With only 159 screens worldwide, and prospective buyers in wait-and-see mode, it appears that the digital cinema "revolution" has hit a lull. According to a June 2003 report published by the Digital Cinema Providers Group (DCPG), which listed all commercial digital cinemas worldwide, there are only 89 screens in America, 16 screens in Europe, and 54 screens in Asia. The DCPG (www.dcpg.com) is an independent organization that seeks to educate and influence the industry and consumers to promote the commercialization of digital cinema.
Vendors of digital cinema equipment say that among the reasons holding back a successful commercial roll-out are the cost of DLP Cinema-grade equipment (which can range from $125,000 to $250,000 per screen compared to just $25,000 for a 35mm film projector); the lack of a viable business plan that benefits both studios and exhibitors; and the lack of an industry standard specifying minimum capabilities for all of the technology in the digital cinema chain.
Many vendors hope that sales might pick up after the DCI (Digital Cinema Initiative), which represents all seven major motion picture studios, releases its long-awaited report in March of 2004. However, while many believe that DCI's report will define the much-needed industry standard, the reality is that the report will only contain the studios' recommended specifications for digital cinema, which are strictly voluntary guidelines, and in no way constitute an industry-standard.
In any event, since all of the vendors have been working closely with the DCI to provide product information and demos for the research for the report, they are confident that their top-of-the-line systems - such as projectors based upon Texas Instruments' (TI) next-generation 2K DLP Cinema chipset - will be found suitable for even the most demanding digital cinema mastering and presentation applications. But again, until issues of cost and standardization are resolved, sales will likely remain slow.
However, there is an interesting sales trend forming in Europe and Asia. Vendors tell us that their current sales and leads are coming primarily from countries like China, France and the UK. The governments of these countries have launched initiatives and are providing funding to promote the construction of digital cinemas. While these countries only have a handful of digital cinemas in operation, they are interested in capitalizing on the cost efficiency of digital cinema mastering and distribution to expand their own filmmaking industries. As a result, they are hoping to significantly increase the number of movies produced by their own talented, local filmmakers, and reflecting their own values, cultures and customs.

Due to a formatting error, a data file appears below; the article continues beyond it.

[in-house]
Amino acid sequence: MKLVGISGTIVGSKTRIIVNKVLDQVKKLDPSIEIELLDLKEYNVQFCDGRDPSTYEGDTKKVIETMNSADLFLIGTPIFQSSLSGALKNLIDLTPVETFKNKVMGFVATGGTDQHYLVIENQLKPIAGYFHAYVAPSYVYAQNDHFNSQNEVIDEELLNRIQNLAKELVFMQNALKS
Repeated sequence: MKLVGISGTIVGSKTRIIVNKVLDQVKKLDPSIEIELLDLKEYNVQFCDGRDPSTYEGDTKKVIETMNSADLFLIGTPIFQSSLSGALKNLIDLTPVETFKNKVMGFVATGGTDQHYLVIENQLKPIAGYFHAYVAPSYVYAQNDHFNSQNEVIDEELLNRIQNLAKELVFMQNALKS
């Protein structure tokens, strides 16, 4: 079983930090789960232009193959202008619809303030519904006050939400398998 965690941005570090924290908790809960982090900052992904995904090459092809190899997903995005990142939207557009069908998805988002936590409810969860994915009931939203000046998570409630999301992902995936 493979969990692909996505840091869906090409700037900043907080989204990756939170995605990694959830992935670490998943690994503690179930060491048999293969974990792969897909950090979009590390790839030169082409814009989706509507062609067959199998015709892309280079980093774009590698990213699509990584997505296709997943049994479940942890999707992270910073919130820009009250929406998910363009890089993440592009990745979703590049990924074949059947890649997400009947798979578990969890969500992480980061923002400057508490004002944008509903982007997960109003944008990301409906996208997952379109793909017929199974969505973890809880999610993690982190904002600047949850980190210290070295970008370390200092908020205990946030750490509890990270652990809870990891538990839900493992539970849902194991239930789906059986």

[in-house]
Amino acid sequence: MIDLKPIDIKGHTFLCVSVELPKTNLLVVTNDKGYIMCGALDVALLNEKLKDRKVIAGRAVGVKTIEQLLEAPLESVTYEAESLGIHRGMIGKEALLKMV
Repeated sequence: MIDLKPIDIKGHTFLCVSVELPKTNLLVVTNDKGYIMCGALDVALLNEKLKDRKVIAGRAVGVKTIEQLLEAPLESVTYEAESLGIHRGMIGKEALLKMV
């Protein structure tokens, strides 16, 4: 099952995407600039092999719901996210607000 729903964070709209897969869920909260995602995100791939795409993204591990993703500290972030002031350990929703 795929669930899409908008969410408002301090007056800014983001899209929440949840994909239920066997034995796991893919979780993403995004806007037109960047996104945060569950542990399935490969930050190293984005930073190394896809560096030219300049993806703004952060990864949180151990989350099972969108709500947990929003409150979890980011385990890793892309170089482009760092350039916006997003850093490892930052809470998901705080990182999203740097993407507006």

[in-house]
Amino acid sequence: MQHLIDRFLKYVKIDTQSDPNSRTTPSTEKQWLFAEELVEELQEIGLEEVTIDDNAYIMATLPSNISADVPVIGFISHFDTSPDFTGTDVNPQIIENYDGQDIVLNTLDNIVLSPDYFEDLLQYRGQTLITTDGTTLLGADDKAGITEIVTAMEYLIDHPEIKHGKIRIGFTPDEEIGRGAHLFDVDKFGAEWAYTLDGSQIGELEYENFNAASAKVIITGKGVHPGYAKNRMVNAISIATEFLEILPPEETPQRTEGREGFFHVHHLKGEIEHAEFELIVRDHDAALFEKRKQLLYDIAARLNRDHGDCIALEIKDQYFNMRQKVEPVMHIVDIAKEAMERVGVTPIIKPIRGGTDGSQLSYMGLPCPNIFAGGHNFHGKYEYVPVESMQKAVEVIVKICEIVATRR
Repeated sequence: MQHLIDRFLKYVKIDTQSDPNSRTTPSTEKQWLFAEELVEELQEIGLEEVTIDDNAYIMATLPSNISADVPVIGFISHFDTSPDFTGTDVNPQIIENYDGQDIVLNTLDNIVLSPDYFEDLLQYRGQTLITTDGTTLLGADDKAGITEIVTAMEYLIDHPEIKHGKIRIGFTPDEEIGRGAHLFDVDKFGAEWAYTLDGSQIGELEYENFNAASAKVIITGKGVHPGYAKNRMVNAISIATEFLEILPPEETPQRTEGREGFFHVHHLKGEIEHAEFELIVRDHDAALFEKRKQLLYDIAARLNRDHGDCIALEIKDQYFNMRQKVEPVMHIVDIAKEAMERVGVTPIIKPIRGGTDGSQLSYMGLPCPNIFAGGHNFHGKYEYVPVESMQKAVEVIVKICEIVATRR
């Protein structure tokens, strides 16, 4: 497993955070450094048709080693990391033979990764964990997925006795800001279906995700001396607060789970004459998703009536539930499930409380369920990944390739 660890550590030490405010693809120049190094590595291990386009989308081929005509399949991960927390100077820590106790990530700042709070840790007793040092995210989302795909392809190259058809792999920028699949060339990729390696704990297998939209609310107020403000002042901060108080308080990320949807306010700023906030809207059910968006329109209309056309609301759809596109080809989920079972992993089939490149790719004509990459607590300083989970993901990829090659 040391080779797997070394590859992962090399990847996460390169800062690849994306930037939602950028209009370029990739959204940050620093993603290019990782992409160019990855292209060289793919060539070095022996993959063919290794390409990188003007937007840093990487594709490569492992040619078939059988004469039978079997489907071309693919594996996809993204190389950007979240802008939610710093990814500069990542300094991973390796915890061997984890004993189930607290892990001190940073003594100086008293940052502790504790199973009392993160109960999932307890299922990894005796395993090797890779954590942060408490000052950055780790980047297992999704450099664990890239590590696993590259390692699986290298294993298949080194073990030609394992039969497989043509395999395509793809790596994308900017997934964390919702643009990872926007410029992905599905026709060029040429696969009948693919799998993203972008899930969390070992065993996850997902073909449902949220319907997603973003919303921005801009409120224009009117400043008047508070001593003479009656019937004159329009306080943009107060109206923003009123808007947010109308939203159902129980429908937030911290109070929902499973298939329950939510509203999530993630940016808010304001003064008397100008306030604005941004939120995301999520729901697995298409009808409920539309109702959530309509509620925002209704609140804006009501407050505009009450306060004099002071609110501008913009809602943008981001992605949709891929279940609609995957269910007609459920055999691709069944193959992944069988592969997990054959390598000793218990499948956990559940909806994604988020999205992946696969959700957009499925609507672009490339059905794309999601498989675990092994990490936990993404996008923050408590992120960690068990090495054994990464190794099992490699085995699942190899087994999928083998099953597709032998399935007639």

FOCUS ON FOREIGN MARKETS
"France, China and the UK are among the nations looking at digital cinema as a means of preserving their own cultural identities," says Fairfield, NJ-based Fred Garroy, GM/Americas for Belgium's EVS (www.evs-cinema.tv). "Digital cinema presents an opportunity for them to encourage artistic expression and independent movie production in their countries. Digital cinema enables independent producers to evaluate and distribute their movies, at very high-resolution levels, very cost effectively, as compared to working with film prints."
The EVS Digital Cinema division offers the CineStore family of servers, including Alfa, for post production mastering of the (MPEG-2 MP@ML) digital cinema distribution copy; Delta, a digital cinema dispatching server; Solo, a playback server for single screen digital cinemas; and Plaza, a central server for multiplexes.
Not all foreign installations are government-sponsored. For example, in Japan, which has 18 digital theaters in operation, digital cinemas are privately funded and owned by exhibitors. And, one digital cinema in Brazil (equipped with an EVS CineStore server and Christie DLP Cinema projector), "is fully advertiser-supported by companies such as Intel," says EVS's Garroy. "Actually, Intel was one of the first sponsors of the theaters but they change sponsors every once in awhile. Intel had a flying logo on the screen, but there were also other ads shown prior to the movies." He adds that "it's possible that if digital cinema works in Europe and Asia, exhibitors in the United States might be motivated to follow, and they will benefit from whatever lessons have been learned abroad."
CHINESE MARKET HEATS UP
Outside of the United States, the next biggest concentration of digital cinemas is The People's Republic of China. Vendors of digital cinema equipment say that the Chinese government has committed millions of dollars to realize a four-phase plan to establish 100 digital cinemas, networked for easier electronic distribution throughout China, by the end of 2004.